Some Penguin Classics Deluxe Editions really outdo themselves – in fact, it’s coming to be my impression that most of them do. At first, I tended to bridle at their highly individualistic appearances – specially-commissioned cover illustrations (many of which are highly stylized), French flaps, deckle edges – it all seems like post-Vatican II guitars-in-church low-key heresy committed against the stately grandeur of the traditional simple black spines and classic art-reproduction cover illustrations I knew and loved. But the wonderful work that went into these volumes – the stellar editorial decisions in terms of which books to include (although here, as everywhere, there was the usual bracken of Graham Greene and Jack Kerouac) and also that varied aesthetic itself (if you put a large selection of these books all together on one shelf, you’ll be very pleased with the result – and you’ll be pleased in a very different way than when you put a bunch of the old black spines together on one shelf) – it all gradually won me over. Now I love seeing what the folks at Penguin will “Deluxe” next.
Very recently it was Lewis Carroll’s perennial crowd-pleasers, Alice’s Adventures in Wonderland and Through the Looking-Glass, together in one eye-catching volume designed by Paul Buckley and featuring cover illustrations by “Bakea” that really capture the frightening edge of books’ familiar fantasies. Seeing these, I feared even so stylish an innovation would be taken too far, but no – I sighed with relief upon seeing that the actual text of the books is still lavished with the great John Tenniel black-and-white illustrations that have become synonymous with these stories.
The stories themselves never worked their magic on me, I must confess, and in true Roman Catholic form, I blamed them for that fact for the longest time. In recent decades, through patient re-reading, I’ve come to appreciate how well-crafted they are and have thus stopped condemning them out of hand – but they still don’t work any magic on me. I consider this a bit strange – to put it mildly, the imaginative flights of the Victorians tend to work their way straight to my heart and stay there, beating in time, year after year; here at Stevereads, I’ve made no secret of my love for Kipling’s The Jungle Books or Tennyson’s Idylls of the King, and if you were to visit Hyde Cottage and crush a cup of wine with me, I wouldn’t require much prodding to confess that I consider Robert Louis Stevenson better than Shakespeare. This kind of idolatry never happened for me with Alice’s Adventures in Wonderland, and I suspect it’s a result, fittingly enough, of early exposure: I think I came to these books much too late for them to cast their magic.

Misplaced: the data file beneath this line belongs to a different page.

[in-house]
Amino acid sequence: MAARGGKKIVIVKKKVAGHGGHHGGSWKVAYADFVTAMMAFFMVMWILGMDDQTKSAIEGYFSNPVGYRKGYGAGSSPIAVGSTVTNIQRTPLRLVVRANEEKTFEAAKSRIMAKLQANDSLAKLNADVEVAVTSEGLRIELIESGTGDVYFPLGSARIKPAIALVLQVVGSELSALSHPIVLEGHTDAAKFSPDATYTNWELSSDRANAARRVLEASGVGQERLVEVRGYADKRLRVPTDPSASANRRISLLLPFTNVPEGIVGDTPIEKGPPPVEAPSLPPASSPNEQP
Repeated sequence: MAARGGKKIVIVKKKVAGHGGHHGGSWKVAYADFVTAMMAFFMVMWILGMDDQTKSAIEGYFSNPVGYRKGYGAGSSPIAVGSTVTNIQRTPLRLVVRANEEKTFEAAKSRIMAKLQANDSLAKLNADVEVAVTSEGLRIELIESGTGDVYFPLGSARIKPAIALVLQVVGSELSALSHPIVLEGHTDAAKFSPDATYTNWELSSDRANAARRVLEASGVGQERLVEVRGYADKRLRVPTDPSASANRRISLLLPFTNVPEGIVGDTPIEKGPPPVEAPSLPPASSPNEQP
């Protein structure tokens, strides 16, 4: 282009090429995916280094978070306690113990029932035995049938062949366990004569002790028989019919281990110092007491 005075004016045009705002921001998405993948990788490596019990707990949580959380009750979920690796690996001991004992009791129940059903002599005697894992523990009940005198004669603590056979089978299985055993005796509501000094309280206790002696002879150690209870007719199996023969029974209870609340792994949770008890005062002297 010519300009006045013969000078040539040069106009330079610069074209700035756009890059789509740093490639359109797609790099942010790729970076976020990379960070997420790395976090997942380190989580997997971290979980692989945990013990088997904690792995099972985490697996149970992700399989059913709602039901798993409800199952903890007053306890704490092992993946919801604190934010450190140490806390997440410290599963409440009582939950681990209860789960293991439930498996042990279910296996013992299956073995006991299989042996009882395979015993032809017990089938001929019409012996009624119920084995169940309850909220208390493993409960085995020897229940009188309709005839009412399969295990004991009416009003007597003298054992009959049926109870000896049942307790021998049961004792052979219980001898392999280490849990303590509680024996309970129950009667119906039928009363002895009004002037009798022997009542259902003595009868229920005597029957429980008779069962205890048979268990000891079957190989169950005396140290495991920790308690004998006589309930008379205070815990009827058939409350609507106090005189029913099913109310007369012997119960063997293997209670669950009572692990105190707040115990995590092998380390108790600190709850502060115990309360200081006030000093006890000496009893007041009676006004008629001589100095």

Not so Charlie Lovett, who does the Introduction for this volume! The author the wonderful The Bookman’s Tale, he reveals here that he fell in love with Alice’s Adventures in Wonderland as a child, listening to a scratchy recording of the text performed by a British actor. “Thus began a lifelong love of Alice – a book that seemed so suited to me as a child and proved equally suited as I moved through adolescence to adulthood.”
And – again, appropriately enough considering the baroque insanity of the realm Alice encounters – Lovett goes on to describe the happy loss of his own sanity down that deepest rabbit-hole of them all: book collecting:
As a young man I became interested in book collecting, having scouted editions of Robinson Crusoe for my father’s growing collection of that title. Remembering those days spent with Alice, I decided that her adventures might make a good subject for collection. I had never actually read the books – only listened to them – and I knew nothing about their author. I remember reading them for the first time and discovering sentences that had been obscured by skips in my records. Over the past thirty years, my collection has grown to include hundreds of editions of the Alice books, all of Lewis Carroll’s other books, many of his rare pamphlets, playbills, and theater posters, films, and recordings, and a large collection of biographical and critical editions.
“Hundreds of editions of the Alice books” … as Patrick O’Brian’s Jack Aubrey might say, “Mad Hatters ain’t in it …”
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